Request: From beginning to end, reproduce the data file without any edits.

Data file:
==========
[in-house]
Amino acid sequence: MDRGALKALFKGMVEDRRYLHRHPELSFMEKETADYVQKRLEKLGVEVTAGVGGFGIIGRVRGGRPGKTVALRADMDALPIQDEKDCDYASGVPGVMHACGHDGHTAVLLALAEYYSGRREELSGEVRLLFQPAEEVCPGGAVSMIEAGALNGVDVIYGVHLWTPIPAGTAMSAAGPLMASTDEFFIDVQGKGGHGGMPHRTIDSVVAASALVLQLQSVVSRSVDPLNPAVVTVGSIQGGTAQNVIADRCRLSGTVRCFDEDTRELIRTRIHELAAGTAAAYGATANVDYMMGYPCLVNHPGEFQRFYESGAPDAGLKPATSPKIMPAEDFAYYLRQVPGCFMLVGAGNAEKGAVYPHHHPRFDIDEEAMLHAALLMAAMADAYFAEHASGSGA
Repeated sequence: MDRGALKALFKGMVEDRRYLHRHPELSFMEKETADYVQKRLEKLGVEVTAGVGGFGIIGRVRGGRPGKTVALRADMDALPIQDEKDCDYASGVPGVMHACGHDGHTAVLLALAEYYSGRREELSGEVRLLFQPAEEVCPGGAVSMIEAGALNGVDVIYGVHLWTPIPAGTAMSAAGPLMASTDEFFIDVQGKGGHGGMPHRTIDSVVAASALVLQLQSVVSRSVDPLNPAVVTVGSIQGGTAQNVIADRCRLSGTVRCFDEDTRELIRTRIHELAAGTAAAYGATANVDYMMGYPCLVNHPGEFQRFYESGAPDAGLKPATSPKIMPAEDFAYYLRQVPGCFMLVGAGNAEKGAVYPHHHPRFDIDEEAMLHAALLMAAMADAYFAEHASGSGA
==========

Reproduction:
[in-house]
Amino acid sequence: MDRGALKALFKGMVEDRRYLHRHPELSFMEKETADYVQKRLEKLGVEVTAGVGGFGIIGRVRGGRPGKTVALRADMDALPIQDEKDCDYASGVPGVMHACGHDGHTAVLLALAEYYSGRREELSGEVRLLFQPAEEVCPGGAVSMIEAGALNGVDVIYGVHLWTPIPAGTAMSAAGPLMASTDEFFIDVQGKGGHGGMPHRTIDSVVAASALVLQLQSVVSRSVDPLNPAVVTVGSIQGGTAQNVIADRCRLSGTVRCFDEDTRELIRTRIHELAAGTAAAYGATANVDYMMGYPCLVNHPGEFQRFYESGAPDAGLKPATSPKIMPAEDFAYYLRQVPGCFMLVGAGNAEKGAVYPHHHPRFDIDEEAMLHAALLMAAMADAYFAEHASGSGA
Repeated sequence: MDRGALKALFKGMVEDRRYLHRHPELSFMEKETADYVQKRLEKLGVEVTAGVGGFGIIGRVRGGRPGKTVALRADMDALPIQDEKDCDYASGVPGVMHACGHDGHTAVLLALAEYYSGRREELSGEVRLLFQPAEEVCPGGAVSMIEAGALNGVDVIYGVHLWTPIPAGTAMSAAGPLMASTDEFFIDVQGKGGHGGMPHRTIDSVVAASALVLQLQSVVSRSVDPLNPAVVTVGSIQGGTAQNVIADRCRLSGTVRCFDEDTRELIRTRIHELAAGTAAAYGATANVDYMMGYPCLVNHPGEFQRFYESGAPDAGLKPATSPKIMPAEDFAYYLRQVPGCFMLVGAGNAEKGAVYPHHHPRFDIDEEAMLHAALLMAAMADAYFAEHASGSGA